30. Jung, Alexander, 2011. "An international comparison of voting by committees," Working Paper Series 1383, European Central Bank.
  31. Swank, Otto H, 1994. "Partisan Views on the Economy," Public Choice, Springer, vol. 81(1-2), pages 137-50, October.
  32. Axel Dreher, 2005. "Does Globalization Affect Growth? Evidence from a new Index of Globalization," TWI Research Paper Series 6, Thurgauer Wirtschaftsinstitut, Universit�t Konstanz.
  33. Jung, Alexander & Kiss, Gergely, 2012. "Preference heterogeneity in the CEE inflation-targeting countries," European Journal of Political Economy, Elsevier, vol. 28(4), pages 445-460.
  34. Alston, Richard M & Kearl, J R & Vaughan, Michael B, 1992. "Is There a Consensus among Economists in the 1990's?," American Economic Review, American Economic Association, vol. 82(2), pages 203-09, May.
  35. Jan Marc Berk & Beata K. Bierut, 2005. "Communication in Monetary Policy Committees," DNB Working Papers 059, Netherlands Central Bank, Research Department.
  36. Allard, Julien & Catenaro, Marco & Vidal, Jean-Pierre & Wolswijk, Guido, 2013. "Central bank communication on fiscal policy," European Journal of Political Economy, Elsevier, vol. 30(C), pages 1-14.
  37. Alessandro Riboni & Francisco J. Ruge-Murcia, 2010. "Monetary Policy by Committee: Consensus, Chairman Dominance, or Simple Majority?," The Quarterly Journal of Economics, Oxford University Press, vol. 125(1), pages 363-416.
  38. Klaus Heine & Karsten Mause, 2004. "Policy Advice as an Investment Problem," Kyklos, Wiley Blackwell, vol. 57(3), pages 403-427, 08.
  39. Hillman,Arye L., 2009. "Public Finance and Public Policy," Cambridge Books, Cambridge University Press, number 9780521738057, November.
  40. Petra Gerlach-Kristen, 2004. "Is the MPC's Voting Record Informative about Future UK Monetary Policy?," Scandinavian Journal of Economics, Wiley Blackwell, vol. 106(2), pages 299-313, 06.
  41. Amihai Glazer, 2008. "Voting to anger and to please others," Public Choice, Springer, vol. 134(3), pages 247-254, March.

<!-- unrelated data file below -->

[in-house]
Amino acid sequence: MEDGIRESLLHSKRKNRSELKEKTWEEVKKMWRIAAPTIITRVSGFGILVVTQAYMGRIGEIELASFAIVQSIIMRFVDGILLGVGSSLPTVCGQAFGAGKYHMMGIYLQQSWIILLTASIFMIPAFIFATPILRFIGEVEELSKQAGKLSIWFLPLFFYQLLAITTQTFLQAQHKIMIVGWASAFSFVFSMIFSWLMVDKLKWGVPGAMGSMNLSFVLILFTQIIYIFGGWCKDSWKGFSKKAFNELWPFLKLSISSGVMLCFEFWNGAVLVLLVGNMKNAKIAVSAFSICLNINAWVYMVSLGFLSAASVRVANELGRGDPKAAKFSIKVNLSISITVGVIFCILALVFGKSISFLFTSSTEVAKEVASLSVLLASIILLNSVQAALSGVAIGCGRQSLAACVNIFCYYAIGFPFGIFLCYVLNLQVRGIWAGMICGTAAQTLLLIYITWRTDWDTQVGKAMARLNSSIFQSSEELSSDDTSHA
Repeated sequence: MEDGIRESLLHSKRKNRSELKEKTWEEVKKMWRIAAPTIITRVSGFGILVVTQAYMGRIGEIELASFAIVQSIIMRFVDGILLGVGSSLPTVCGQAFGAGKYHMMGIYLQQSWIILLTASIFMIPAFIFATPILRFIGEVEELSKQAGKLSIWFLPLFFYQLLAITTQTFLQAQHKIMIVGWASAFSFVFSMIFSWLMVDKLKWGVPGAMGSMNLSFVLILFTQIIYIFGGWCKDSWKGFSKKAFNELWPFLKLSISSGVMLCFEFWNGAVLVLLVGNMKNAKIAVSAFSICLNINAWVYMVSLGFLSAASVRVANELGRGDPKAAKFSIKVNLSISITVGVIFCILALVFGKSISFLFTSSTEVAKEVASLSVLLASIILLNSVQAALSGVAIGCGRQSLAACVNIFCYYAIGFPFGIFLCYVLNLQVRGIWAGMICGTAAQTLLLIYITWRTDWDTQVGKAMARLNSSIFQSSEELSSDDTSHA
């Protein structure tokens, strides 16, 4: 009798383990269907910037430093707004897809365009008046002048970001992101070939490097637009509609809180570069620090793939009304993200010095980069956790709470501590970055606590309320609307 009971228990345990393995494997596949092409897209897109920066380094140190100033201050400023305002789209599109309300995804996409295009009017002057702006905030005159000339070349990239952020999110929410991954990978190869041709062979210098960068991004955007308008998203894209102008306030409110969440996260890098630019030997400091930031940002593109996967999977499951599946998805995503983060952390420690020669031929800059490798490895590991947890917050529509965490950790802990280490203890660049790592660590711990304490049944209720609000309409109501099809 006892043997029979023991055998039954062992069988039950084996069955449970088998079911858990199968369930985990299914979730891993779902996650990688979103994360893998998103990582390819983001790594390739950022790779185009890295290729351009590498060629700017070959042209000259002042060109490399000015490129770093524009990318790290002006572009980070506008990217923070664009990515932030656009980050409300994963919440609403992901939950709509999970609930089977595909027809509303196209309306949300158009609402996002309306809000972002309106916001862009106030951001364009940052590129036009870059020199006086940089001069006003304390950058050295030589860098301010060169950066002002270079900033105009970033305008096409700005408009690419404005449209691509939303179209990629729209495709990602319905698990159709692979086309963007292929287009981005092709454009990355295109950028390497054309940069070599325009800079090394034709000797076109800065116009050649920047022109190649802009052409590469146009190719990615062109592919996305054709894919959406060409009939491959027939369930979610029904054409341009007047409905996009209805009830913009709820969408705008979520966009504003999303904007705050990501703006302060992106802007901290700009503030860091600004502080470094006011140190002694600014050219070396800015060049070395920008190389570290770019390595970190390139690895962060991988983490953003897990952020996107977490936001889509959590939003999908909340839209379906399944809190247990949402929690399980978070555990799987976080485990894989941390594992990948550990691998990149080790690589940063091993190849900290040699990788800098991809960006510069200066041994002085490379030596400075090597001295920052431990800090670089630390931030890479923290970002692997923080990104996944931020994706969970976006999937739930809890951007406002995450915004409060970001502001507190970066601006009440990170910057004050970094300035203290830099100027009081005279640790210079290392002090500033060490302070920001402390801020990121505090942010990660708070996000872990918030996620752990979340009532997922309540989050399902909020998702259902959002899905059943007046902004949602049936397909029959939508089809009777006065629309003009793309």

Full references (including those not matched with items on IDEAS)

This item is not listed on Wikipedia, on a reading list or among the top items on IDEAS.

When requesting a correction, please mention this item's handle: RePEc:eee:poleco:v:31:y:2013:i:c:p:180-187. See general information about how to correct material in RePEc.

For technical questions regarding this item, or to correct its authors, title, abstract, bibliographic or download information, contact: (Shamier, Wendy)

If you have authored this item and are not yet registered with RePEc, we encourage you to do it here. This allows to link your profile to this item. It also allows you to accept potential citations to this item that we are uncertain about.

If references are entirely missing, you can add them using this form.

If the full references list an item that is present in RePEc, but the system did not link to it, you can help with this form.

If you know of missing items citing this one, you can help us creating those links by adding the relevant references in the same way as above, for each refering item. If you are a registered author of this item, you may also want to check the "citations" tab in your profile, as there may be some citations waiting for confirmation.

Please note that corrections may take a couple of weeks to filter through the various RePEc services.

This information is provided to you by IDEAS at the Research Division of the Federal Reserve Bank of St. Louis using RePEc data.